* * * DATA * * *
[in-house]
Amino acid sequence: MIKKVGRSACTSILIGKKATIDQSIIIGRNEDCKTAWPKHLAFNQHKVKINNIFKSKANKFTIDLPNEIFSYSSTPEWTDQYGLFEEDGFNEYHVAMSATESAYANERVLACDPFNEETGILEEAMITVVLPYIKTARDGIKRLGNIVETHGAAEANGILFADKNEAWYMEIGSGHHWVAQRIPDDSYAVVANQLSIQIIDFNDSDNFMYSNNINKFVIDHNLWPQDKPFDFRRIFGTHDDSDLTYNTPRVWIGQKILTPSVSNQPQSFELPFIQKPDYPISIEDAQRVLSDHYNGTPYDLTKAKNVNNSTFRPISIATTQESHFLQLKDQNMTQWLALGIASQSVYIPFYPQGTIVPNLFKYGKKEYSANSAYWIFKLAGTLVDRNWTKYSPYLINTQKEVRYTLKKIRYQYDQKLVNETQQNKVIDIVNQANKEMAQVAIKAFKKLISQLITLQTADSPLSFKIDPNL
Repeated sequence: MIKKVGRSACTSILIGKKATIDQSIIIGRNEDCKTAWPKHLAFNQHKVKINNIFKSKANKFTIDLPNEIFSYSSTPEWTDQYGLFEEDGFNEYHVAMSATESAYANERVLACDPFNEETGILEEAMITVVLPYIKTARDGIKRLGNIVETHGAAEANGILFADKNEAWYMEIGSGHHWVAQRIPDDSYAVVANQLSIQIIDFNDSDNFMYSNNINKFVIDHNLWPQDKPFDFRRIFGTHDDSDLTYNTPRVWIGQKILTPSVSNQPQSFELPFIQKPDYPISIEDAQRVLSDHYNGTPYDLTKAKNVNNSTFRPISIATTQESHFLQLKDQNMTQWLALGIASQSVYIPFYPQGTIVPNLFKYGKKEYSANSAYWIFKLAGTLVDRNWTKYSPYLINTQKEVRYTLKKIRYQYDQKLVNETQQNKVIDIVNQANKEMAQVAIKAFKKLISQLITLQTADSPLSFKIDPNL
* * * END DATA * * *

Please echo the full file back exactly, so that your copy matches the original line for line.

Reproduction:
[in-house]
Amino acid sequence: MIKKVGRSACTSILIGKKATIDQSIIIGRNEDCKTAWPKHLAFNQHKVKINNIFKSKANKFTIDLPNEIFSYSSTPEWTDQYGLFEEDGFNEYHVAMSATESAYANERVLACDPFNEETGILEEAMITVVLPYIKTARDGIKRLGNIVETHGAAEANGILFADKNEAWYMEIGSGHHWVAQRIPDDSYAVVANQLSIQIIDFNDSDNFMYSNNINKFVIDHNLWPQDKPFDFRRIFGTHDDSDLTYNTPRVWIGQKILTPSVSNQPQSFELPFIQKPDYPISIEDAQRVLSDHYNGTPYDLTKAKNVNNSTFRPISIATTQESHFLQLKDQNMTQWLALGIASQSVYIPFYPQGTIVPNLFKYGKKEYSANSAYWIFKLAGTLVDRNWTKYSPYLINTQKEVRYTLKKIRYQYDQKLVNETQQNKVIDIVNQANKEMAQVAIKAFKKLISQLITLQTADSPLSFKIDPNL
Repeated sequence: MIKKVGRSACTSILIGKKATIDQSIIIGRNEDCKTAWPKHLAFNQHKVKINNIFKSKANKFTIDLPNEIFSYSSTPEWTDQYGLFEEDGFNEYHVAMSATESAYANERVLACDPFNEETGILEEAMITVVLPYIKTARDGIKRLGNIVETHGAAEANGILFADKNEAWYMEIGSGHHWVAQRIPDDSYAVVANQLSIQIIDFNDSDNFMYSNNINKFVIDHNLWPQDKPFDFRRIFGTHDDSDLTYNTPRVWIGQKILTPSVSNQPQSFELPFIQKPDYPISIEDAQRVLSDHYNGTPYDLTKAKNVNNSTFRPISIATTQESHFLQLKDQNMTQWLALGIASQSVYIPFYPQGTIVPNLFKYGKKEYSANSAYWIFKLAGTLVDRNWTKYSPYLINTQKEVRYTLKKIRYQYDQKLVNETQQNKVIDIVNQANKEMAQVAIKAFKKLISQLITLQTADSPLSFKIDPNL